QUEST Community Science Blog
Last June, Gov. Jerry Brown directed state agencies to change California's flammability standard to ensure fire safety without dousing furniture and other foam products with toxic chemicals. Now activists are focusing on an even bigger market for flame retardants: foam insulation in buildings.
Now we have a first glimpse of how California's experiment in carbon trading is working out. The state's first auction of industrial permits for greenhouse gases actually happened last week–but results were released on Monday.
No, this isn’t a blog about genetically modified organisms — that has been argued enough lately! Instead, in honor of Thanksgiving, I want to talk about regular old selective breeding and the monsters it can create.
California and China share the challenge of updating their power grids for the new age of clean energy. But China's task would appear to be–um–bigger.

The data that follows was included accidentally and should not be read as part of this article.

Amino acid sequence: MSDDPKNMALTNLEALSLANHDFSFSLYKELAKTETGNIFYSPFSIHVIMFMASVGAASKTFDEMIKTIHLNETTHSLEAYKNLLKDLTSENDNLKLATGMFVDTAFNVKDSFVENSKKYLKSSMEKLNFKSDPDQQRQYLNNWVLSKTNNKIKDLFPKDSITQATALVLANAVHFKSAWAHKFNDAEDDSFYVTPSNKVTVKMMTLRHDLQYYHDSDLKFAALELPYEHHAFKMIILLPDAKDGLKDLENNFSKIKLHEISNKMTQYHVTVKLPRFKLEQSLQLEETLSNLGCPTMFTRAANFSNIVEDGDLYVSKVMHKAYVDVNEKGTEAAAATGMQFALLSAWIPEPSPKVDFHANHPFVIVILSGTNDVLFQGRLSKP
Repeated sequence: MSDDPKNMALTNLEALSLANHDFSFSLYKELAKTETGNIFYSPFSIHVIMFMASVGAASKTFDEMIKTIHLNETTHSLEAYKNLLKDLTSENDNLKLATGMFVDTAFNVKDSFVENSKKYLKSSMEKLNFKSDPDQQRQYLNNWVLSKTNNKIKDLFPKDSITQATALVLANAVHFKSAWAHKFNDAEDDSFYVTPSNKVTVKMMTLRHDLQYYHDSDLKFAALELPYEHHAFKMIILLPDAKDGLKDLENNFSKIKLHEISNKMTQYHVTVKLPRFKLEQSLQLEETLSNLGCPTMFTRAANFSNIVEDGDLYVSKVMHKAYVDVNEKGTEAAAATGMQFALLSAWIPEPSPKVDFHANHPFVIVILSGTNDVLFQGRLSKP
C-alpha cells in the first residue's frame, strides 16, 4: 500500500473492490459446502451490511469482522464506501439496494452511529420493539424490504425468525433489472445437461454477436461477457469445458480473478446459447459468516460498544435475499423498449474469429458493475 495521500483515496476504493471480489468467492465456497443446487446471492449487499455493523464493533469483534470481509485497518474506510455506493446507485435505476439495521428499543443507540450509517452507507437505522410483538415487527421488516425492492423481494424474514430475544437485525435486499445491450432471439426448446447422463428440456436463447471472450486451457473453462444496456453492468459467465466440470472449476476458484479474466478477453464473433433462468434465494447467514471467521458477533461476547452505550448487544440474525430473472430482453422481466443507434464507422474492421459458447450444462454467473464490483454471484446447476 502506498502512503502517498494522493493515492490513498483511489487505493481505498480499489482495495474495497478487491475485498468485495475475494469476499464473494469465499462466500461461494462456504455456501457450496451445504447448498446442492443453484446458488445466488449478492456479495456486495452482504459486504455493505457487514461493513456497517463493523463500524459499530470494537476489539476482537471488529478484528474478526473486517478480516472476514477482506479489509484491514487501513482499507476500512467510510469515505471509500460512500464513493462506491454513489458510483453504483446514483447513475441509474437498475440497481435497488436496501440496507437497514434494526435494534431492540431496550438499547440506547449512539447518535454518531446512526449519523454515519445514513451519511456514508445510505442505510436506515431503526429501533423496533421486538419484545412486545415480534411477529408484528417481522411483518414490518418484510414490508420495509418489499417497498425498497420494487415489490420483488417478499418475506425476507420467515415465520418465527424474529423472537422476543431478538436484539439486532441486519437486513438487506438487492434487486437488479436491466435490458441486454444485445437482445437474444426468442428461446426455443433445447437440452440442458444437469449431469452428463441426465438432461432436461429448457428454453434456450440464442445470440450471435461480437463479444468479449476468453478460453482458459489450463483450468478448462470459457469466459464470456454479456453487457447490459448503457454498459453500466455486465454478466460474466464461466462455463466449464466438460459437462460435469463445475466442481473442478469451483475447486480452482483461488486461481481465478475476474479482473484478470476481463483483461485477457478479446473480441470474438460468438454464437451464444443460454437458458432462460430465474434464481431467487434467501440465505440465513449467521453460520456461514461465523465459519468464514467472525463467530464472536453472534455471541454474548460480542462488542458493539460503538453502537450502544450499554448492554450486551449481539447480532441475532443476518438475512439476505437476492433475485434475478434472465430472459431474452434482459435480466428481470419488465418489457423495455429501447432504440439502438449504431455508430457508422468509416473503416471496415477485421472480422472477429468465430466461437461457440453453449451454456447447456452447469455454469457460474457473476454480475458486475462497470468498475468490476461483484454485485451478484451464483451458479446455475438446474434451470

Lidar mapping unveils one of the Bay Area's best places to visit the San Andreas fault.
Trophy hunters routinely pay thousands of dollars for the chance to kill big game like caribou, moose, black bear and especially grizzly bear. Trophy hunting narratives boast a love of nature. But some sociologists find a different story.
Cap-and-trade will initially regulate the industrial sector and utilities. Eventually, fuels will be phased into the program, too. It's all part of AB 32, the law that requires California to bring greenhouse gas emissions back to 1990 levels by 2020. Here's a breakdown of where the emissions come from.
Australopithecus afarensis (the species of the well-known “Lucy” skeleton) was an upright walking species, but the question of whether it also spent much of its time in trees has been hotly debated for 30+ years, partly because a complete set of A. afarensis shoulder blades has never before been available for study.
In all of the recent discussion about genetically modified (GM) foods here in California, we’ve overlooked regular foods and how new traits are found (or created) in them. There isn’t usually a monk lovingly breeding peas in the Austrian countryside somewhere. Instead, more often than not, there is someone blasting a seed with radiation and/or harmful chemicals.